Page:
Fault tolerance

Build systems that continue to operate when faults occur

Fault detection (testing and validation)

Detect faults before the system is put into operation.


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Fault Avoidance: Cleanroom Software Development

Software development process that aims to develop zero-defect software.

• Formal specification

• Incremental development with customer input

• Constrained programming options

• Static verification

• Statistical testing

It is always better to prevent defects than to remove them later.

Example: The four color problem.


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Fault Tolerance

General Approach:

• Failure detection

• Damage assessment

• Fault recovery

• Fault repair

N-version programming -- Execute independent implementation in parallel, compare results, accept the most probable.


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Fault Tolerance

Basic Techniques:

• After error continue with next transaction

• Timers and timeout in networked systems

• Error correcting codes in data

• Bad block tables on disk drives

• Forward and backward pointers

Report all errors for quality control


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Fault Tolerance

Backward Recovery:

• Record system state at specific events (checkpoints). After failure, recreate state at last checkpoint.

• Combine checkpoints with system log that allows transactions from last checkpoint to be repeated automatically.


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Requirements Specification of System Reliability

Example: ATM card reader

Failure class Example Metric

Permanent System fails to operate 1 per 1,000 days

non-corrupting with any card -- reboot

Transient System can not read 1 in 1,000 transactions

non-corrupting an undamaged card

Corrupting A pattern of Never

transactions corrupts

database


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Software Engineering for Real Time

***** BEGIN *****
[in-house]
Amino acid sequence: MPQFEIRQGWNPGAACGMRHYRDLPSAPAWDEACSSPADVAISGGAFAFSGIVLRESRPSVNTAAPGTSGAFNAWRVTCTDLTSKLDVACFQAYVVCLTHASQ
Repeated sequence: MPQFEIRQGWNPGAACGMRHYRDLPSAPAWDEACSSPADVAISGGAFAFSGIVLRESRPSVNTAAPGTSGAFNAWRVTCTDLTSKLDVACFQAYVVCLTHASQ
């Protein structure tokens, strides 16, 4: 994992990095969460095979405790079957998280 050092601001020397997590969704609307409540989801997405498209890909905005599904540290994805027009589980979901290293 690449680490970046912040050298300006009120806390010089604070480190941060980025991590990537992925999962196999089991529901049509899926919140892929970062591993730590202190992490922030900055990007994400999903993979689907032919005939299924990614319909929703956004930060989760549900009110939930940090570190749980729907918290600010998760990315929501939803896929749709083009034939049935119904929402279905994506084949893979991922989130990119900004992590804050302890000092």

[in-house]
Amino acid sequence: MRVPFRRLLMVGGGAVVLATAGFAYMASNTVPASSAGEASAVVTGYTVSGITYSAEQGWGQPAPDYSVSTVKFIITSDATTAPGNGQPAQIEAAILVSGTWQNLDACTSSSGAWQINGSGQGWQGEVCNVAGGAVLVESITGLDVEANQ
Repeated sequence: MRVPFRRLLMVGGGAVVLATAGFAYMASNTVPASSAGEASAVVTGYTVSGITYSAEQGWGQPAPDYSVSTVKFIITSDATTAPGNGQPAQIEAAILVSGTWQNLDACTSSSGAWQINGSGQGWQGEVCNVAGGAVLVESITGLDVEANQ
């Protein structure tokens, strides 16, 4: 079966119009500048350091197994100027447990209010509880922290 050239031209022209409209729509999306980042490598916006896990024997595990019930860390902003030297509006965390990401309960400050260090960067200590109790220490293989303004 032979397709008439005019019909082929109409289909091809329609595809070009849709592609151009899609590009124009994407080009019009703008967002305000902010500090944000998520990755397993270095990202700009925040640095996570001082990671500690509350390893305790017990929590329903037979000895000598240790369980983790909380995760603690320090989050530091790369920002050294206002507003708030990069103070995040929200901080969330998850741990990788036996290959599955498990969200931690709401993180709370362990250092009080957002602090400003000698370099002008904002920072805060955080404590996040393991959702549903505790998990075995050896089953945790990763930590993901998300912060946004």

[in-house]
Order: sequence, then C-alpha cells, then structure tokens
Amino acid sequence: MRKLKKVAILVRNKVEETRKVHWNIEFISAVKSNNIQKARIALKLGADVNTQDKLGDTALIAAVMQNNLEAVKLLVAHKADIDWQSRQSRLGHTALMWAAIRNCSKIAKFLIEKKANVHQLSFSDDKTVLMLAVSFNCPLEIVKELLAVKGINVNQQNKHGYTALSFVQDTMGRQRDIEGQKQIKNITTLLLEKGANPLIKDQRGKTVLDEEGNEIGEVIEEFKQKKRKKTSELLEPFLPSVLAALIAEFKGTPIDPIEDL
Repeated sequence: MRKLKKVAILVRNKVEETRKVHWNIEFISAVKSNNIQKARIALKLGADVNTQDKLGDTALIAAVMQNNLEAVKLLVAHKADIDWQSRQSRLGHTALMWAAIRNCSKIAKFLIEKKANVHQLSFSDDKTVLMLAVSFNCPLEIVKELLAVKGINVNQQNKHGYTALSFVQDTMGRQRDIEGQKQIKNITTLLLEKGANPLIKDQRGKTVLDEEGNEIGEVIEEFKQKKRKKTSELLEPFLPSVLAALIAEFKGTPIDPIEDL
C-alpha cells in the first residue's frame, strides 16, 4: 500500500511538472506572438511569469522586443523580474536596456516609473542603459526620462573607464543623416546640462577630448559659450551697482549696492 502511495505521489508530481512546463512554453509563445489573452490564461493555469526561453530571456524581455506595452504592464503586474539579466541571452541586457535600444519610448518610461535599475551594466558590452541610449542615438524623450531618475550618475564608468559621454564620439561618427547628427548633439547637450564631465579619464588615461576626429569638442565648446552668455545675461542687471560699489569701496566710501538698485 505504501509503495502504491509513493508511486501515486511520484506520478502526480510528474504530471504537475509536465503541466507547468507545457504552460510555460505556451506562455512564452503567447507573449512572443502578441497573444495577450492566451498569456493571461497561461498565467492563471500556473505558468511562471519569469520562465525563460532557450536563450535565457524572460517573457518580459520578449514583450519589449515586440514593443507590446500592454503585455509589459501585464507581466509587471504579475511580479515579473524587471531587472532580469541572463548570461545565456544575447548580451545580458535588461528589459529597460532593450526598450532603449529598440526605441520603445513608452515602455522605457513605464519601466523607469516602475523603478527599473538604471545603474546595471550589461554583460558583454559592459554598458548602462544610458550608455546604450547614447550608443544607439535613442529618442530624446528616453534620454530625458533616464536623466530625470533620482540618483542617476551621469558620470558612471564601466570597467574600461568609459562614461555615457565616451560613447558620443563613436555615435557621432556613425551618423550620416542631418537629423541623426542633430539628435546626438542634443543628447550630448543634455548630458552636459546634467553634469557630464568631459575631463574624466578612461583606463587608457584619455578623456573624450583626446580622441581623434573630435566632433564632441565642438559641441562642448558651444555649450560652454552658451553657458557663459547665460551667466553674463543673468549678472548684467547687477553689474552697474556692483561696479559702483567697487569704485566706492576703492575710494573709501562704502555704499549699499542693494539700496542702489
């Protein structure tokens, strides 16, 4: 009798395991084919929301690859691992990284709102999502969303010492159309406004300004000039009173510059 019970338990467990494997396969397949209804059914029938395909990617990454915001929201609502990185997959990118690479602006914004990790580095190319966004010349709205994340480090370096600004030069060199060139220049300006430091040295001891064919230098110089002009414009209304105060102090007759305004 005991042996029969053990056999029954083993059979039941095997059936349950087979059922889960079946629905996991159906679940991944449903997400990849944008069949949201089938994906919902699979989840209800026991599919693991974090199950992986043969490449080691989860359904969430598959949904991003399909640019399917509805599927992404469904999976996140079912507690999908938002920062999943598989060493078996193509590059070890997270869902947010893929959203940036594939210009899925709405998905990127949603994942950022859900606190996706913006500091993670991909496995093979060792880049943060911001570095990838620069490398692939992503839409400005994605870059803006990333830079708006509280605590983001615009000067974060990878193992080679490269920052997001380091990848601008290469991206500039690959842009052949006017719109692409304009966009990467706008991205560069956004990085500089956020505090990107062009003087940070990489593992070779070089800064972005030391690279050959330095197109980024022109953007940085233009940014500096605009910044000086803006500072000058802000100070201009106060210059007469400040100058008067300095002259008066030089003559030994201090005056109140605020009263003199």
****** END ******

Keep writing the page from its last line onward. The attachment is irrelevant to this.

The special characteristics of real time computing require extra attention to good software engineering principles:

• Requirements analysis and specification

• Development of tools

• Modular design

• Exhaustive testing

Heroic programming will fail!


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Software Engineering for Real Time

Testing and debugging need special tools and environments

• Debuggers, etc., can not be used to test real time performance

• Simulation of environment may be needed to test interfaces -- e.g., adjustable clock speed

• General purpose tools may not be available


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Defensive Programming

Murphy's Law:

If anything can go wrong, it will.

Defensive Programming:

• Redundant code is incorporated to check system state after modifications

• Implicit assumptions are tested explicitly


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Defensive Programming Examples

• Use boolean variable notinteger

• Test i <= nnot i = = n

• Assertion checking

• Build debugging code into program with a switch to display values at interfaces

• Error checking codes in data, e.g., checksum or hash


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Error Avoidance

Risky programming constructs

• Pointers

• Dynamic memory allocation

• Floating-point numbers

• Parallelism

• Recursion

• Interrupts

All are valuable in certain circumstances, but should be used with discretion